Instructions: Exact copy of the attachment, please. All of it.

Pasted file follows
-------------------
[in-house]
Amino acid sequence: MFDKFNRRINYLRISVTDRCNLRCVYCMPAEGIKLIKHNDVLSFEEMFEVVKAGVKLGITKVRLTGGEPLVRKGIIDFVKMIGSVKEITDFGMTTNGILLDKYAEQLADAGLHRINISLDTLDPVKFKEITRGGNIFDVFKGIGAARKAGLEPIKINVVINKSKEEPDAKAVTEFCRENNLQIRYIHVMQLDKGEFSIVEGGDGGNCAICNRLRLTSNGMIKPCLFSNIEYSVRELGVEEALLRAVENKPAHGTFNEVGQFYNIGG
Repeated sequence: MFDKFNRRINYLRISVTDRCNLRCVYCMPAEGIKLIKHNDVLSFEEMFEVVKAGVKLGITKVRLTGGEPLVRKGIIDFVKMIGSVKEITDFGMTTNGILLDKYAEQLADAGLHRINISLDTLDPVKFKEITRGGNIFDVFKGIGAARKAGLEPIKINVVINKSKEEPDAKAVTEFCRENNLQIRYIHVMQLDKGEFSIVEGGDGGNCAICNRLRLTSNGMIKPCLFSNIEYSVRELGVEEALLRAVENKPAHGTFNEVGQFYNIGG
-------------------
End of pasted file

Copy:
[in-house]
Amino acid sequence: MFDKFNRRINYLRISVTDRCNLRCVYCMPAEGIKLIKHNDVLSFEEMFEVVKAGVKLGITKVRLTGGEPLVRKGIIDFVKMIGSVKEITDFGMTTNGILLDKYAEQLADAGLHRINISLDTLDPVKFKEITRGGNIFDVFKGIGAARKAGLEPIKINVVINKSKEEPDAKAVTEFCRENNLQIRYIHVMQLDKGEFSIVEGGDGGNCAICNRLRLTSNGMIKPCLFSNIEYSVRELGVEEALLRAVENKPAHGTFNEVGQFYNIGG
Repeated sequence: MFDKFNRRINYLRISVTDRCNLRCVYCMPAEGIKLIKHNDVLSFEEMFEVVKAGVKLGITKVRLTGGEPLVRKGIIDFVKMIGSVKEITDFGMTTNGILLDKYAEQLADAGLHRINISLDTLDPVKFKEITRGGNIFDVFKGIGAARKAGLEPIKINVVINKSKEEPDAKAVTEFCRENNLQIRYIHVMQLDKGEFSIVEGGDGGNCAICNRLRLTSNGMIKPCLFSNIEYSVRELGVEEALLRAVENKPAHGTFNEVGQFYNIGG